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7th Circuit upholds child porn convictions

March 14, 2018

A man convicted on multiple child pornography charges has lost his appeal before the 7th Circuit Court of Appeals after the appellate panel found no error warranting reversal of his convictions.

In United States of America v. Timothy Ryan, 16-4048, Illinois police used a peer-to-peer file sharing program to download child pornography from a computer in Timothy Ryan’s home, leading to an FBI search warrant of the house. The search found hundreds of child porn files downloaded onto a desktop computer, a program used to block certain IP addresses from accessing the files, a list of law enforcement IP addresses, an encryption program and a folder with child porn photos and videos.

A grand jury indictment subsequently handed down against Ryan charged him with possessing, receiving and distributing child porn, and also called for the forfeiture of unspecified property. After the Indiana Northern District Court denied his motion to substitute counsel — filed five days before his trial began — Ryan was found guilty as charged as was sentenced to 157 months in prison.

The 7th Circuit Court of Appeals upheld Ryan’s convictions and sentence on Tuesday, with Judge Michael Kanne writing the denial of his motion to substitute counsel was proper because Ryan was not prejudiced. The district court did not err in finding no breakdown in communication between Ryan and his attorney, Kanne said, though the appellate panel advised the district court to hold hearings on such issues outside of the presence of the prosecutor, unlike what was done here.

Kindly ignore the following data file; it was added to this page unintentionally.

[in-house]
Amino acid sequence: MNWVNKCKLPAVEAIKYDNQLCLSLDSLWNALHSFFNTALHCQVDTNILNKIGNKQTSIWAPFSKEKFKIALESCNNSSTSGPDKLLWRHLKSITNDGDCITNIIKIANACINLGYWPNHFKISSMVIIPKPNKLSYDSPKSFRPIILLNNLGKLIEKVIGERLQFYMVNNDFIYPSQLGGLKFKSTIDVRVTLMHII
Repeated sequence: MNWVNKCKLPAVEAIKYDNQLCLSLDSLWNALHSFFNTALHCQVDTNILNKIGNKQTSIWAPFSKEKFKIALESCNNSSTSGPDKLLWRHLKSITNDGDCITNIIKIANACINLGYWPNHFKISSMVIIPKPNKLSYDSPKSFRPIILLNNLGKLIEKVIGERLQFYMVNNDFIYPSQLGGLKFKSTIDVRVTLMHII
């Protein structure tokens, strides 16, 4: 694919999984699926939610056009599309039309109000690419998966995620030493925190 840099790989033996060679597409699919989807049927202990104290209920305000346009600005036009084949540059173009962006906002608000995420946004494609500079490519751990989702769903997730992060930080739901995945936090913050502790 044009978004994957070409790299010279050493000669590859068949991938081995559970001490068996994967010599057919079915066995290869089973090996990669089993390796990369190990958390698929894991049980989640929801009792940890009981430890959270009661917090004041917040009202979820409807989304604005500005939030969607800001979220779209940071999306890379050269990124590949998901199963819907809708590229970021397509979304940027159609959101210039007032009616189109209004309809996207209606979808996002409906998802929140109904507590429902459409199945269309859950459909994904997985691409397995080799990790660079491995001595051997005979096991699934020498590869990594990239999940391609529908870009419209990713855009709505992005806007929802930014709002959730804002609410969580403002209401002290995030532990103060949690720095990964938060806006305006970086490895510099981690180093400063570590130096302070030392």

Next, the circuit court determined that even though Ryan “passively” distributed child porn by allowing others to download the files stored on his computer, that course of action meets the legal definition of “distribution” as applied here. Thus, the evidence supported Ryan’s distribution conviction and his related sentencing enhancement, the court said.

Finally, the appellate panel upheld the forfeiture of Ryan’s computer, with Kanne writing that though the government violated Federal Rule of Criminal Procedure 32.2(b)(5)(A), Ryan did not object at trial. Further, no reasonable juror could have found a lack of a sufficient nexus between the computer and Ryan’s offenses, so the error was harmless.

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